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    BTW, if it was REALLY like a tweed circuit, a better choice for a power transformer would have put the plate voltage at around 355V just like the original amps. Then you wouldn't be out of spec or as far out of spec.
     
  6. Axeplyr

    Axeplyr Supporting Member

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    True. Unfortunately, the transformer I got was the only one available here in Australia. So I went with it.

    Sounds like I need to change a couple of things. Though the amp sounds really good, it's worth trying. And I don't want to start killing NOS tubes unnecessarily.

    So I can swap out the cathode resistor easily enough. Is it easy to drop the plate voltage as well? I might do it just to see what happens.
     
  7. sdgvintage

    sdgvintage Member

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    What rectifer are you using?
     
  8. Axeplyr

    Axeplyr Supporting Member

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    Sovtek 5y3gt I believe. I've read elsewhere I can drop 30v or so just by going with an NOS 5y3?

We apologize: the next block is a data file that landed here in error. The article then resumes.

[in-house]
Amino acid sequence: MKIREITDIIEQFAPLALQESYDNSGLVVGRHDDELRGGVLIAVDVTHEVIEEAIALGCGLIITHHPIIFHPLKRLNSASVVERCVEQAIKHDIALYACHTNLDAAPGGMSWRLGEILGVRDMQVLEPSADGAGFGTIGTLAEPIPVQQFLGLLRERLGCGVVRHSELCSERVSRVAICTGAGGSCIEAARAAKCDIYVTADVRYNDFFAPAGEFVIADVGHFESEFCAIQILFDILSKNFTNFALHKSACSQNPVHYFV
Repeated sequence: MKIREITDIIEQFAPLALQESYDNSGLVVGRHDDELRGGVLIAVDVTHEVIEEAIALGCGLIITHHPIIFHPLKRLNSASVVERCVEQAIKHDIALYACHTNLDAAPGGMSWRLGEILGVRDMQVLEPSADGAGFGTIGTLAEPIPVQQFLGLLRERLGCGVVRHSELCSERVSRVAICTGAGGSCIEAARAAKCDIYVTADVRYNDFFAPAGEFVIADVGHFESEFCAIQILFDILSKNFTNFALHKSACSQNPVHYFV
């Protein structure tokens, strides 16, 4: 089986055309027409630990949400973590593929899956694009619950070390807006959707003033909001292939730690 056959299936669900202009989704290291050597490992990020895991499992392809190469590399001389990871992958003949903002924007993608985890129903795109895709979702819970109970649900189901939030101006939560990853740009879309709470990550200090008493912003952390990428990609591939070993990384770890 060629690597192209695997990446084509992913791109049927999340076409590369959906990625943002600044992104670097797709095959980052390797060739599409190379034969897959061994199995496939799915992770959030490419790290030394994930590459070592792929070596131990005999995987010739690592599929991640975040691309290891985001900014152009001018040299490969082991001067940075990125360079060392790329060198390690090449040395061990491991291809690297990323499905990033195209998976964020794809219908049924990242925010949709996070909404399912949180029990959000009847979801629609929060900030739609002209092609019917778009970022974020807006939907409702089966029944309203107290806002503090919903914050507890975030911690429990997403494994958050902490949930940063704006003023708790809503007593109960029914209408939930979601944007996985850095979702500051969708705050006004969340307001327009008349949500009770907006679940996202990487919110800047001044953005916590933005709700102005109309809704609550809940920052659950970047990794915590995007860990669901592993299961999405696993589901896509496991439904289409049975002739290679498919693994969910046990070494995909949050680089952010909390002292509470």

9. Blue Strat

    Blue Strat Member

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    Not sure if it's that drastic, but a NOS 5Y3 will have a lower cathode voltage so it's worth a try.

    There's no other way to constructively lower the plate voltage other than this swap or a different PT. You could install a series resistor, but it will totally mess up the feel of the amp by adding major sag.
     
    Last edited: Jul 29, 2008
  10. Axeplyr

    Axeplyr Supporting Member

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    Thanks. Guess I'll 1) get an NOS 5y3 and remeasure, then 2) adjust cathode resistor accordingly.

    Thanks for the help everyone!
     
  11. Axeplyr

    Axeplyr Supporting Member

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    Tried an NOS Jan 5Y3WGT, only gave me a 10-15v improvement. Now reading 410v on pin 8 to grnd, 387v or so pin 3 to pin 8. I was hoping for better.

    Picked up a 1kΩ 5w resistor, I'll sub the 470Ω job that's in there tomorrow.
     
  12. JJman

    JJman Member

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    Note that the plate voltage will go up when you increase the cathode resistor. However, the wattage will go down and the tube will be happier.
     
  13. Axeplyr

    Axeplyr Supporting Member

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    ThankJJman. It did.

    Took an 820 ohm resistor in the end.

    Plate to cathode voltage: 415-24= 391 volts